The Subtle Art of Being Alone
Sitting on a round Spanish table eating my Spaghetti Bolognese on a humid night in Girona, I had never felt more self-conscious or alone. I had been travelling around Europe for 6 weeks with my best friend, but after a few tense days, we had chosen to go our separate ways for a short time to clear our minds. In retrospect, being alone in Girona for that time really allowed me to see the city and take everything in from a different perspective. At the time though, thoughts of loneliness and self-judgement spiralled around my unsettled mind. I had gone out for dinner that night with the specific intention of feeling comfortable eating alone. Book in one hand and travel journal in the other, I was armed for success. As I sat there reading Jack Kerouac’s ‘On the Road’, I could barely concentrate with the incessant thoughts racing around my head. I became acutely aware of everyone around me. If they happened to glance in my direction I automatically adjusted my posture to my ‘I’m super comfortable and eat alone all the time’ pose. My friendly waiter made a point of chatting to me every time he walked past my table. Instead of making me feel more comfortable, a voice of judgement resounded in my mind, ‘he’s only talking to you because he feels sorry for you, because you’re alone’. I shovelled the spaghetti unceremoniously into my mouth and hastily left the restaurant, ignoring my craving for the gelato I’d been planning to have for dessert. As I walked home ashamed of my failed effort, I regretted the decision to leave my friend so soon and resigned myself to the idea that maybe I just wasn’t one of those people that’s good at being alone.
For most of my young life I was surrounded by people. My family was the type to all be in the one room of the house all of the time, enjoying each other’s company and bantering constantly. My university life was very similar, living in share houses with friends, I never had to worry about being by myself. It wasn’t until I began my Physio career in Sydney, a city where I knew few people, that I first realised that being alone was a chore that I didn’t enjoy. I have a specific memory of being on my Physio orthopaedic rotation, having a discussion with my senior who had recently moved to Sydney herself. We talked about being invited to parties and events where you only knew one or two people and the confidence it takes to approach others to start a conversation. I decided that my goal was to feel confident and comfortable being my myself, whatever the situation.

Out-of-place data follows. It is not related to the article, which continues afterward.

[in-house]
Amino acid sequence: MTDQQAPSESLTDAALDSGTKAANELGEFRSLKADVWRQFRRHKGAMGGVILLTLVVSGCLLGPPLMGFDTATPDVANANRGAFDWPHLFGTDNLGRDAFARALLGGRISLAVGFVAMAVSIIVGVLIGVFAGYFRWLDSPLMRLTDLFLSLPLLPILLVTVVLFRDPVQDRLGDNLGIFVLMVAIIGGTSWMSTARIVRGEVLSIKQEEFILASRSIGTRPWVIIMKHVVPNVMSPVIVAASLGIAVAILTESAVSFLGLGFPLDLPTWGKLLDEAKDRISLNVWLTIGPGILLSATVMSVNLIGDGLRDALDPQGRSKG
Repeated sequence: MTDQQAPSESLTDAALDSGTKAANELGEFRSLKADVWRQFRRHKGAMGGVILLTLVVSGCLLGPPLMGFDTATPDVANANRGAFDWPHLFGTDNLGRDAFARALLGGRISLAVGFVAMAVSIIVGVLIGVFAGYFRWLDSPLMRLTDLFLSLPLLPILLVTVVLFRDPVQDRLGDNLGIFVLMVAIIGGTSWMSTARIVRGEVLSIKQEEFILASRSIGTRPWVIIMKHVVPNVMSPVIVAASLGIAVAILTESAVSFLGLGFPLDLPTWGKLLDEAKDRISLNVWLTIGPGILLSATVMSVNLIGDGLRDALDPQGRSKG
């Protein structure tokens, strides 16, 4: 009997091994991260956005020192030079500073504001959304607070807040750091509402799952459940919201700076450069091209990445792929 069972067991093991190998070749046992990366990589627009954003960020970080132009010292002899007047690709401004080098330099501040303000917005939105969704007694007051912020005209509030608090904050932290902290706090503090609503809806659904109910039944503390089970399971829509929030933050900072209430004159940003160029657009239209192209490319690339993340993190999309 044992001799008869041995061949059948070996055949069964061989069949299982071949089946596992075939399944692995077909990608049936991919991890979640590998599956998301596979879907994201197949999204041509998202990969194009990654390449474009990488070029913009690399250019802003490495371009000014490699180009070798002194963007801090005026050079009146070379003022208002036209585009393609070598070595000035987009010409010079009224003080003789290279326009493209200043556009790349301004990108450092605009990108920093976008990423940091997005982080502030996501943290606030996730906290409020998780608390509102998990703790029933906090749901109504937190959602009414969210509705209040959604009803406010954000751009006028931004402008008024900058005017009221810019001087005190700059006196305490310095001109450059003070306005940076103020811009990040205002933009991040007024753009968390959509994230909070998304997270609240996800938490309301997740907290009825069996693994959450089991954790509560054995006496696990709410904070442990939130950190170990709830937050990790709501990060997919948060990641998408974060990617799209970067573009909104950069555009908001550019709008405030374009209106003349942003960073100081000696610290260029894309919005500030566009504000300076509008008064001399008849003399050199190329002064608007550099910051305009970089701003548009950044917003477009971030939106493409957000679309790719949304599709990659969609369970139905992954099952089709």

It’s been a long journey of learning to really be with myself, but here in 2018 I can truthfully say that I am 100% comfortable being alone. What truly precipitated the change for me was the ending of a relationship with a boyfriend. We had been living together with another housemate and there was rarely a time that I had to be alone with myself. My two best friends occupied most of my social circle, with catch-ups and events multiple times per week, and my workplace was a large hospital where the only place you would be by yourself was in the bathroom. There was rarely a moment in my life where I had to go outside my comfort zone, and I liked it that way.